Friday – The Second Week of Lent



One of the curious things that some people notice during the Mass (although many may miss it) is the way the priest pours some drops of water into the wine at the Preparation of the Gifts. What is this all about?


In ancient times wine did not come in cases, twelve bottles to a case, with corks to seal the bottles. Rather, wine came either in wineskins or in jars. Excavations of the Mediterranean seabed have found ships with jars of wine. Back then, it was not unusual to dilute the wine with water because the wine had a thicker consistency and a higher alcohol content than most wine today.

So the ritual in which the priest (or sometimes the deacon) pours water into the wine derives from ancient practices and customs. Other rituals of the Mass have similar origins.

The Church has seen in this simple gesture something more, a way to consider God’s involvement with us in Jesus. Consider what the priest says.

“By the mystery of this water and wine may we come to share in the divinity of Christ who humbled himself to share in our humanity.”

The pouring of a few drops of water thus becomes a way for us to recall the foundation of our Catholic faith, the incarnation, when the Son of God becomes one of us. We proclaim this in the Creed: “For us men and for our salvation he came down from heaven, and by the Holy Spirit was incarnate of the Virgin Mary, and became man.” So this profound teaching of our faith is echoed in this simple gesture, just as it should be echoed in all dimensions of our Catholic life.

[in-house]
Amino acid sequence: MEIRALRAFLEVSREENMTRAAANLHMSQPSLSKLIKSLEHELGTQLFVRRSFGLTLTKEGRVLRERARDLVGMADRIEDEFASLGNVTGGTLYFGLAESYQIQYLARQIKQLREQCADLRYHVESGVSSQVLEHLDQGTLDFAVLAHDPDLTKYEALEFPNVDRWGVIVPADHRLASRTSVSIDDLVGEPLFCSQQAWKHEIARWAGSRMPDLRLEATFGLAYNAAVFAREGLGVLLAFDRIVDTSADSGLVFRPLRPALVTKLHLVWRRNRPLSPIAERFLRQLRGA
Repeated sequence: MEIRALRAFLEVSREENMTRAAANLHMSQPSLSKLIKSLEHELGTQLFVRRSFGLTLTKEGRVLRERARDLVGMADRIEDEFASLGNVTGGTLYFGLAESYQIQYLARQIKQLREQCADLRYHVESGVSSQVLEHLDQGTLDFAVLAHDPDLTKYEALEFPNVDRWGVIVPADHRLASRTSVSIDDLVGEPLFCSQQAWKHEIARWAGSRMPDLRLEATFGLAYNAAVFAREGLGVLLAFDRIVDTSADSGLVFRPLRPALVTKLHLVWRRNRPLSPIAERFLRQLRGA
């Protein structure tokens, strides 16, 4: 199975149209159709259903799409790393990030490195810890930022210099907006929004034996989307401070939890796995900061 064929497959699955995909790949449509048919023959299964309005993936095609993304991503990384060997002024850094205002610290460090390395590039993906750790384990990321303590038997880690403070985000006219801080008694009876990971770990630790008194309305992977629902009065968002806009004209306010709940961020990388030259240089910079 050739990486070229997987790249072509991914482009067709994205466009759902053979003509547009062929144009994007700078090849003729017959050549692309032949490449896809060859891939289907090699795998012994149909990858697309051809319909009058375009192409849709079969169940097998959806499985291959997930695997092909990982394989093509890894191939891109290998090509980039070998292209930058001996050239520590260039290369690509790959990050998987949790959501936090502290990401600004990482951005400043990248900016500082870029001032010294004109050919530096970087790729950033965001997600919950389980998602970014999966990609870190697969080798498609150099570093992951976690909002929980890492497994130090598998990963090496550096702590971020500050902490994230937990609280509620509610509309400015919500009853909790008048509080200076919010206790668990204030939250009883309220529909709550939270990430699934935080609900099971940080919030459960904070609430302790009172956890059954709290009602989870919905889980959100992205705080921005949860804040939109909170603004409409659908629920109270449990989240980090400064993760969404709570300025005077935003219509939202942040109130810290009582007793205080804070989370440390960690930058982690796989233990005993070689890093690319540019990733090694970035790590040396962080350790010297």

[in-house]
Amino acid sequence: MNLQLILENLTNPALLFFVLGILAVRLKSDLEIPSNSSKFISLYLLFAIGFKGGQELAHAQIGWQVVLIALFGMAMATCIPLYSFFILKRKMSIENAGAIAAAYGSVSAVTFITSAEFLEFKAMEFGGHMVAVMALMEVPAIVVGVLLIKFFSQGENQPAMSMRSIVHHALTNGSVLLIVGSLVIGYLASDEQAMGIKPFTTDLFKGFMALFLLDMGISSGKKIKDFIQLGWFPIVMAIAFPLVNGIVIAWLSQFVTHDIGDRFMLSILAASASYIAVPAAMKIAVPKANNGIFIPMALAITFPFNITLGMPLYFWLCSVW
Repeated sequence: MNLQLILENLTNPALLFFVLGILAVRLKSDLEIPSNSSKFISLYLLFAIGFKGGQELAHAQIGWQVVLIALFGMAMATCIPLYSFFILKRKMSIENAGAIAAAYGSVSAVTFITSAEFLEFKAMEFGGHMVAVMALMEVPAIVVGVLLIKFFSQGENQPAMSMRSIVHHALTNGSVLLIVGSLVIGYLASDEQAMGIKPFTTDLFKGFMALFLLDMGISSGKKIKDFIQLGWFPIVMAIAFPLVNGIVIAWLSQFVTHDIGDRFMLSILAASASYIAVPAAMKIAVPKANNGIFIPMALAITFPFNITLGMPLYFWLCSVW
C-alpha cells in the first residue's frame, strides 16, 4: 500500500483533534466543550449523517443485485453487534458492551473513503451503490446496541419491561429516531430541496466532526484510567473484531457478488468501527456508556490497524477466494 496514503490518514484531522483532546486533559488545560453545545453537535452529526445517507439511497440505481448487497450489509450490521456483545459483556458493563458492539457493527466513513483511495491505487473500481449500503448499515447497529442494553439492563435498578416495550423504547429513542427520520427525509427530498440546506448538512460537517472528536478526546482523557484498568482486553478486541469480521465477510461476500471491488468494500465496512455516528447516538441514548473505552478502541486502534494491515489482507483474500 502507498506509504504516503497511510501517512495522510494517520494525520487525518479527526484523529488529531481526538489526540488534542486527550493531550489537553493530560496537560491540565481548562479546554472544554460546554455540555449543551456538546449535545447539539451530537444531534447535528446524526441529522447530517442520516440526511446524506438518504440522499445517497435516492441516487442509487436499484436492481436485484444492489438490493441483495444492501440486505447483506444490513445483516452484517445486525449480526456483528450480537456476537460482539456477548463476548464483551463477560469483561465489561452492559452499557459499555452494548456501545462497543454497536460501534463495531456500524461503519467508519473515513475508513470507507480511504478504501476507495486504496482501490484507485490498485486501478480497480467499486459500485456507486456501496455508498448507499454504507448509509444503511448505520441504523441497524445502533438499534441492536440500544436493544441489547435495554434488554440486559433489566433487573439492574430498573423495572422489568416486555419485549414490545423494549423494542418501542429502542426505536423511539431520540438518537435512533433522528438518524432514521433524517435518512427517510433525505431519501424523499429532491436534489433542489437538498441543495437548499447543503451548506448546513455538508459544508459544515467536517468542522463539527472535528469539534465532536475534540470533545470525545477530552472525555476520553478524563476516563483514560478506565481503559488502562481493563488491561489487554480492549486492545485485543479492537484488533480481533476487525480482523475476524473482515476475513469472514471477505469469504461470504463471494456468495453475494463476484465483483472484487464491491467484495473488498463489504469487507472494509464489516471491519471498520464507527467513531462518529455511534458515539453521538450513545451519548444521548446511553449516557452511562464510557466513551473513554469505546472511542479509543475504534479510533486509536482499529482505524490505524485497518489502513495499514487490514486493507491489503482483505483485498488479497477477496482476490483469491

Christ has come in the flesh. Christ has come to us. Christ has mixed himself with our simple and humble selves. God continues to come into our midst in everyday life.


Have you missed the gesture of pouring water into wine at Mass? Might you be missing other gestures and symbols? How do the little gestures of the Mass (bows, kisses, hand movements) add to the experience for you?


Try to imagine the daily, human life of Jesus as he was growing up with Mary and Joseph in Nazareth. How might your daily life reflect his? Think of a change or two you could make in your own daily routine to better reflect God’s personal intermingling with your life.


Hail Mary, full of grace, the Lord is with you. Blessed are you among women. And blessed is the fruit of your womb, Jesus.



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